PHP plus: P++ proposal would create a stricter dialect

It's not a fork, but a stricter version that could leave compatibility baggage behind and add new features more easily

A new dialect of PHP, code-named P++, could be developed as a stricter variant of its dynamic predecessor, with more advanced features and less baggage.

The proposal, being floated in the PHP community by PHP cofounder Zeev Suraski, would have P++, or whatever it is eventually called, living alongside PHP but not bound by PHP’s historical philosophy. P++ would not be a fork, but it would be inherently more strict and could be more daring with backward compatibility.

Elements now considered “baggage,” such as short tags, could be removed while complex features, especially ones for strictly typed languages such as strict operators or typed variables, could be added without introducing the same complexity to the PHP dialect.

Like PHP itself, P++ would predominantly be for server-side web development. The planned PHP 8 release already is expected to extend PHP beyond web development, with a just-in-time engine and interoperability with C/C++ libraries.

The vast majority of code in PHP and P++ would be identical. Most code would be shared between PHP and P++ nodes both in source and at runtime. But they would have different implementations. Binaries will be identical.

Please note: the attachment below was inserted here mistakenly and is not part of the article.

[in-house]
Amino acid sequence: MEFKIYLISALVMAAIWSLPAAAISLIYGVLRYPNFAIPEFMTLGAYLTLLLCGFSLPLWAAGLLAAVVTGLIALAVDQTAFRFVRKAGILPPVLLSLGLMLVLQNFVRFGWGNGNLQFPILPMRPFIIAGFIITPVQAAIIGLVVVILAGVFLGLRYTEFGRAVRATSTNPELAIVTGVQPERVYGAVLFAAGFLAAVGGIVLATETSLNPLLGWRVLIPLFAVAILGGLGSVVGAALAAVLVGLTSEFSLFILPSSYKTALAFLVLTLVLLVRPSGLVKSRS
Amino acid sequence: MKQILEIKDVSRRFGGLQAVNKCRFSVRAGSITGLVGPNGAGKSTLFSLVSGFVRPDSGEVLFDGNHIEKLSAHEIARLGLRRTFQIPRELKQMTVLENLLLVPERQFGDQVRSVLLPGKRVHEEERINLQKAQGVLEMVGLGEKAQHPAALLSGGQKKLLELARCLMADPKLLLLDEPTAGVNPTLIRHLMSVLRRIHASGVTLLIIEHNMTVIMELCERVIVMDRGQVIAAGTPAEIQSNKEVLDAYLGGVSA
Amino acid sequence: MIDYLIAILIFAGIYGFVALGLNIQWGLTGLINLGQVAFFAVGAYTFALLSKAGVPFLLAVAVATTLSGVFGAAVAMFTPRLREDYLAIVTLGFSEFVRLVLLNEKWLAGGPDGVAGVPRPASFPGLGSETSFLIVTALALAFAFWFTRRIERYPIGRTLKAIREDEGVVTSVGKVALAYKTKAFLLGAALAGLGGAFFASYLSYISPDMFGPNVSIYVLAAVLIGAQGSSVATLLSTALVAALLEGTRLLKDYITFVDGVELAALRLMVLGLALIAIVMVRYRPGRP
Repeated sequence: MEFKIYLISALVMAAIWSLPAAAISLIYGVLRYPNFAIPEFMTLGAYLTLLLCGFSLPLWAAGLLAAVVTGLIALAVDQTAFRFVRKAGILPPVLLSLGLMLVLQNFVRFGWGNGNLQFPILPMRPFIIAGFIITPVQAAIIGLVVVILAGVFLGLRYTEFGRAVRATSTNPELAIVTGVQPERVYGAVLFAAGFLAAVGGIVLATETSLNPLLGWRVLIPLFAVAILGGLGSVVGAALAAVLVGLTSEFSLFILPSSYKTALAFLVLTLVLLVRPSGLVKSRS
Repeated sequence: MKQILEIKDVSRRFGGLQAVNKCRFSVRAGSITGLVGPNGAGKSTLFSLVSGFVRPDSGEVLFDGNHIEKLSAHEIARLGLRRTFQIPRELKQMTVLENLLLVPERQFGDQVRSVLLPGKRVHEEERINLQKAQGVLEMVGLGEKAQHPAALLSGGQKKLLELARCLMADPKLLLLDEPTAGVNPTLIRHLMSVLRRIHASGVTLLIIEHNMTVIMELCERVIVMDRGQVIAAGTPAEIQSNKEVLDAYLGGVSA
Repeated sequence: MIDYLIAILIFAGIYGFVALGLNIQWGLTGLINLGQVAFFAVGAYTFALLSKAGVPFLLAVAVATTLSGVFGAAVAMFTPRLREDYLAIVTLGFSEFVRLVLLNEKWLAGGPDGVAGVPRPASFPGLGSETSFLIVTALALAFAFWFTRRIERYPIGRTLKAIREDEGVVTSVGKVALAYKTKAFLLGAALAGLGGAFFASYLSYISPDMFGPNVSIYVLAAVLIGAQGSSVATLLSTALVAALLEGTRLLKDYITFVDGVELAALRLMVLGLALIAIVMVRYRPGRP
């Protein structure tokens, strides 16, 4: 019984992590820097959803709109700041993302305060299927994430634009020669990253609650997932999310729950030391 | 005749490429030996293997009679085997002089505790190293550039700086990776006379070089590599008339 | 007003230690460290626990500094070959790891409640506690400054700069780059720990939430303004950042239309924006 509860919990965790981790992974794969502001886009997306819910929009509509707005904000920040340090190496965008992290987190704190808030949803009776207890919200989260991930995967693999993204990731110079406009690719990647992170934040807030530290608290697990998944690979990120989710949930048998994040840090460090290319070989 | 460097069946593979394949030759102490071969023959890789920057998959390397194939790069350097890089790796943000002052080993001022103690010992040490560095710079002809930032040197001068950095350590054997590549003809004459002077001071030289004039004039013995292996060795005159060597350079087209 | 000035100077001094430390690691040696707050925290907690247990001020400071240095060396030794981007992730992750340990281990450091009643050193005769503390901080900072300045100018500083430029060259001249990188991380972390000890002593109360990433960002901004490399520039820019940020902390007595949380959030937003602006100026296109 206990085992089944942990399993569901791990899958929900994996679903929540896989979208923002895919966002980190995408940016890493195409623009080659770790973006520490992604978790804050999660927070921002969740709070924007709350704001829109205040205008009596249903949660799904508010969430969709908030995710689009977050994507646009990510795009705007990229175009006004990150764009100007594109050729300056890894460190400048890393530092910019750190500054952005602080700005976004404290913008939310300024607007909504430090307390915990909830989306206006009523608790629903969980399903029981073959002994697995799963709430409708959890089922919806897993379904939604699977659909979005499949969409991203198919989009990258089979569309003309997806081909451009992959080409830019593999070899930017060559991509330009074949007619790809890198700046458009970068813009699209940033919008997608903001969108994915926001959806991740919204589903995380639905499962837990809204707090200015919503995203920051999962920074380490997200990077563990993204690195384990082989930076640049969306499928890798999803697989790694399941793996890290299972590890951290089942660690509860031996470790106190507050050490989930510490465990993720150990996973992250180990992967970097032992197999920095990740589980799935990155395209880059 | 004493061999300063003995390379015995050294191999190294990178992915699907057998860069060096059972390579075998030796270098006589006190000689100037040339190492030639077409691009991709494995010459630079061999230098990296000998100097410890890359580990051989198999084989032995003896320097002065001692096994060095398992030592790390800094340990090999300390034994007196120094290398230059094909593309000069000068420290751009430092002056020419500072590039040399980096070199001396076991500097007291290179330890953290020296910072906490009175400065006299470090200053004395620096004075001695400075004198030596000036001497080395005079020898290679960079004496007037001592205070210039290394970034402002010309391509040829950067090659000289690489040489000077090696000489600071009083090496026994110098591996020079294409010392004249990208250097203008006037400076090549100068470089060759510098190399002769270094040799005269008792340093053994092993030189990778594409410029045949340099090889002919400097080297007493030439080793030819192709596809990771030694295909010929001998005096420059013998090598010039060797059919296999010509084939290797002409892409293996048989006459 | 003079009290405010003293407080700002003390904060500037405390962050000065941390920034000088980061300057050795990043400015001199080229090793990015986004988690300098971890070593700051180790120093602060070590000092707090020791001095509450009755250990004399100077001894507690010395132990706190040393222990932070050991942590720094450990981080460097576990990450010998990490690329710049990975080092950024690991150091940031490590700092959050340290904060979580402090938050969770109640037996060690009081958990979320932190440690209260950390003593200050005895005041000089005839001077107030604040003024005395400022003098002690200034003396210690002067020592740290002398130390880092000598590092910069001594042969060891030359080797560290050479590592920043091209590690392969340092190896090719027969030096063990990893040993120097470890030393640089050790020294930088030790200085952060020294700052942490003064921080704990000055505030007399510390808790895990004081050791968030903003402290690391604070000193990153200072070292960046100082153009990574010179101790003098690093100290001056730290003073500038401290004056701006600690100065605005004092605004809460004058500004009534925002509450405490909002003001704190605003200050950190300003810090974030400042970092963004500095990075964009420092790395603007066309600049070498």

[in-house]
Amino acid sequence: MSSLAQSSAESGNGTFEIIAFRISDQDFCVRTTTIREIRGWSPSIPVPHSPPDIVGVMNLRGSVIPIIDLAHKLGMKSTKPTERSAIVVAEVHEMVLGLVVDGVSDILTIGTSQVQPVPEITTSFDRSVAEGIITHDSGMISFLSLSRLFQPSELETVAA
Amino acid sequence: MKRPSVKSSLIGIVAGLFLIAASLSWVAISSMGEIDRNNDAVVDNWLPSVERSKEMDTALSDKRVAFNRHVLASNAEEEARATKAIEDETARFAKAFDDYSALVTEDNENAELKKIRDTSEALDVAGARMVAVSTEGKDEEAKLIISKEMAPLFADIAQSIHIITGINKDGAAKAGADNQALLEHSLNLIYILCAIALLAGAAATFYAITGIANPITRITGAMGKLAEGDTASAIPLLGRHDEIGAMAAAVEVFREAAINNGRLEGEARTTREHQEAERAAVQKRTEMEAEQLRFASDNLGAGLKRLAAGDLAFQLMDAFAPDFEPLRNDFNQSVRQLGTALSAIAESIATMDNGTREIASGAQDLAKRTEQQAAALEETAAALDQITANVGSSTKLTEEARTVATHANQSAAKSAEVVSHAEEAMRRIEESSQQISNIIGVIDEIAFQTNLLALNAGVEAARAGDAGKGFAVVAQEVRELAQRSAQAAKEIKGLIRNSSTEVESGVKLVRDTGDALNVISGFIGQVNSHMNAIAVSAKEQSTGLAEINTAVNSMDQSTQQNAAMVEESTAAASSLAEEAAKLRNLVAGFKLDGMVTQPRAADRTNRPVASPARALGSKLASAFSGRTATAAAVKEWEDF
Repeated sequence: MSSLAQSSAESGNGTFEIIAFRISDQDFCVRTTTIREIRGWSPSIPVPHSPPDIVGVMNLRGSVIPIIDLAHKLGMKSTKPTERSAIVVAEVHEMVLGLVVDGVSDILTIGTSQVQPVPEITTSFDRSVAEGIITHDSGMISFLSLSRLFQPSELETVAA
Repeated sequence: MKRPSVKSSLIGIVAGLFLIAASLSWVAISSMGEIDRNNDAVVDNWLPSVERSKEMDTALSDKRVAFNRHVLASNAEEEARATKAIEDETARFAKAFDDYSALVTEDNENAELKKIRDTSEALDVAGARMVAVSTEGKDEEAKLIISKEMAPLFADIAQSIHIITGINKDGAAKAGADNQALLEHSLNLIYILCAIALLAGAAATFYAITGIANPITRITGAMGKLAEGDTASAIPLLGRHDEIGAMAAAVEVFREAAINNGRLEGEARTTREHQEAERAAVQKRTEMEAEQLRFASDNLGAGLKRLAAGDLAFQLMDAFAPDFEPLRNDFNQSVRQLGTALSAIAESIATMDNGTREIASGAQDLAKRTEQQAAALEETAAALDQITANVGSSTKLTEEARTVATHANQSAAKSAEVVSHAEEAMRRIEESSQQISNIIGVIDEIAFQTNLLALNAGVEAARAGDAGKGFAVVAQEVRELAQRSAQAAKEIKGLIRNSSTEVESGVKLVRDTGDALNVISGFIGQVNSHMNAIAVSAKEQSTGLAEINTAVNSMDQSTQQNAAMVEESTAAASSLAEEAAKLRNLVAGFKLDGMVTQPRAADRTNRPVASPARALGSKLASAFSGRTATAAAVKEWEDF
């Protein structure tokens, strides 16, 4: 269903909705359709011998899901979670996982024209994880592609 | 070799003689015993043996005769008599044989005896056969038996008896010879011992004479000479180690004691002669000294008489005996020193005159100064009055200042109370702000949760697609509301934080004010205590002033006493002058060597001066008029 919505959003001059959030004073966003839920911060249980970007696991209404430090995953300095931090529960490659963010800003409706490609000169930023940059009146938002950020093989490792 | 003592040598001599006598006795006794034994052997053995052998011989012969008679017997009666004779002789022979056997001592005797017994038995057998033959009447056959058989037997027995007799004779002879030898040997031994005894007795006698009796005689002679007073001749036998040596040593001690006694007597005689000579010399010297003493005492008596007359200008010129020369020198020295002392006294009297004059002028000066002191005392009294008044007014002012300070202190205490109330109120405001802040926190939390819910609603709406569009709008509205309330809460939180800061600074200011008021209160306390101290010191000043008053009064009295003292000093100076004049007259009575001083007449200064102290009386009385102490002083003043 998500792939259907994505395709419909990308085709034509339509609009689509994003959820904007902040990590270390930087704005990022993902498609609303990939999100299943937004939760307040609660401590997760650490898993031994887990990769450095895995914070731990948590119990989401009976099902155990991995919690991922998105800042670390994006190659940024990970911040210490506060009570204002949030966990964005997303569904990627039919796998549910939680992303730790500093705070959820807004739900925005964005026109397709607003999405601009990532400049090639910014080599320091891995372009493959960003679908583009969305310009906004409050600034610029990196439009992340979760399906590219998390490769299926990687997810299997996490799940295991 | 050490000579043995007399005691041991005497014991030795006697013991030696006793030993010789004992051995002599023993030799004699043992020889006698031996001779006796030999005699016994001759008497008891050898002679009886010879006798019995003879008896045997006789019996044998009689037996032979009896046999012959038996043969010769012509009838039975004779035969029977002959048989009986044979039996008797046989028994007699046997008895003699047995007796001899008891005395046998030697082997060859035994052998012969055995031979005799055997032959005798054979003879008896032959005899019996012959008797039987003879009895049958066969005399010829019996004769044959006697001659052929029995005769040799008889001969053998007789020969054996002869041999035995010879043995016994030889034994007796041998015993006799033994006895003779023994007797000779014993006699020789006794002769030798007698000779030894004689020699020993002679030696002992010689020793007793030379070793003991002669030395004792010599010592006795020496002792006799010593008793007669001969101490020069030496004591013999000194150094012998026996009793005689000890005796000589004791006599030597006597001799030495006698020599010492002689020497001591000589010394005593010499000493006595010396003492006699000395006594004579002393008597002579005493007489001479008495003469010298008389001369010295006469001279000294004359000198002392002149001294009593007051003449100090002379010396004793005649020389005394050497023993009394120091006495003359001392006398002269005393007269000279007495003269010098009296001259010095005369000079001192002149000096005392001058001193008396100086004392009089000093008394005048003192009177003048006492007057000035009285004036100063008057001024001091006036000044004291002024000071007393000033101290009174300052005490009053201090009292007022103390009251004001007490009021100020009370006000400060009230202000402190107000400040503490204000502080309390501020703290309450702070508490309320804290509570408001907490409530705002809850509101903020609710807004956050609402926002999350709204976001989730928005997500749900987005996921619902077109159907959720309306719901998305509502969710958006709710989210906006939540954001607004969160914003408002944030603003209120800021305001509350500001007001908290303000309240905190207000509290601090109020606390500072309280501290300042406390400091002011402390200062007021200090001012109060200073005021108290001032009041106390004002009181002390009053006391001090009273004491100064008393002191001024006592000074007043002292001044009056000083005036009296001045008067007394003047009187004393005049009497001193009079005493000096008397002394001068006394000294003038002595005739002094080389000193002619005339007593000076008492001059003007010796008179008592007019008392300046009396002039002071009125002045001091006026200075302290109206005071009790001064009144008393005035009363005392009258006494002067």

What is not clear yet is how a file would be marked as a P++ file. It would probably have a special header at the top. Builders also could find ways to mark entire namespaces as P++, so the frameworks do not have to mark each file as P++.

Data structures, web server interfaces, key subsystems, and most everything else will be the exact same code regardless of whether a file is executed as PHP or P++. Still, two versions of certain pieces of code would have to be maintained. And P++ is likely to have additional checks compared to PHP. Developers could mix and match PHP and P++ in the same app. Both dialects could be run on a single server.

If P++ happens, it would mean a different evolution for PHP. Strictness and type-related features are likely to go in P++. Bias for backward compatibility will stay in PHP. Unrelated features, such as performance improvements in the engine or developments in extensions, would be available in both P++ and PHP.

Zuraski points out potential options for the P++ language:

  • Staying with a dynamic PHP, which would not be accepted by proponents of a stricter language.
  • Evolving toward a stricter PHP, not acceptable to proponents of a more dynamic language.
  • Forking the codebase, a net loss for everyone involved.
  • Devising a solution to cater to both audiences, which is what the P++ proposal attempts.

Concerns about the P++ proposal include:

  • Converting PHP code to P++ would not be trivial. How true that is will depend on what ultimately ends up in P++.
  • PHP tools will not support P++. But it could be simpler for vendors to support P++ rather than support granular declare()s or an unlimited amount of editions.
  • Breaking of PHP compatibility. But doing so via a new dialect rather than breaking PHP itself could be more palatable.

P++ would differ from Facebook’s Hack language, which was built on PHP, in that:

  • Hack was developed by a single company.
  • Hack and the accompanying HHVM virtual machine do not have PHP’s large distribution vehicle.

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